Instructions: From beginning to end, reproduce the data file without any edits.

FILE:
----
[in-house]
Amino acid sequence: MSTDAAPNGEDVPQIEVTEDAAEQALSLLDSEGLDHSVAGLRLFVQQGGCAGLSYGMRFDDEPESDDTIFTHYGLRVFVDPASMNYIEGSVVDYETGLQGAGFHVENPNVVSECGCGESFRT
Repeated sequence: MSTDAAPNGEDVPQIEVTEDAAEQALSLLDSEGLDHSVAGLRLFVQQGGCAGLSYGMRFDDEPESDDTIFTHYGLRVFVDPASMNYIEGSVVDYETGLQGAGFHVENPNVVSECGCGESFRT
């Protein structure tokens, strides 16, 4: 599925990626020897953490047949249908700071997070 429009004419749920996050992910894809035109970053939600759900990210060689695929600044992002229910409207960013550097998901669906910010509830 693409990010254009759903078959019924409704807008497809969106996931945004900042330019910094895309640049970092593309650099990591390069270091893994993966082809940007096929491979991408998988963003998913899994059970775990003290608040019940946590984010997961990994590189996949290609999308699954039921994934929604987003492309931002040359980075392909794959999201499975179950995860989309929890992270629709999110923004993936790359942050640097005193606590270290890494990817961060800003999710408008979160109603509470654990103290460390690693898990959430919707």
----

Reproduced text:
[in-house]
Amino acid sequence: MSTDAAPNGEDVPQIEVTEDAAEQALSLLDSEGLDHSVAGLRLFVQQGGCAGLSYGMRFDDEPESDDTIFTHYGLRVFVDPASMNYIEGSVVDYETGLQGAGFHVENPNVVSECGCGESFRT
Repeated sequence: MSTDAAPNGEDVPQIEVTEDAAEQALSLLDSEGLDHSVAGLRLFVQQGGCAGLSYGMRFDDEPESDDTIFTHYGLRVFVDPASMNYIEGSVVDYETGLQGAGFHVENPNVVSECGCGESFRT
């Protein structure tokens, strides 16, 4: 599925990626020897953490047949249908700071997070 429009004419749920996050992910894809035109970053939600759900990210060689695929600044992002229910409207960013550097998901669906910010509830 693409990010254009759903078959019924409704807008497809969106996931945004900042330019910094895309640049970092593309650099990591390069270091893994993966082809940007096929491979991408998988963003998913899994059970775990003290608040019940946590984010997961990994590189996949290609999308699954039921994934929604987003492309931002040359980075392909794959999201499975179950995860989309929890992270629709999110923004993936790359942050640097005193606590270290890494990817961060800003999710408008979160109603509470654990103290460390690693898990959430919707």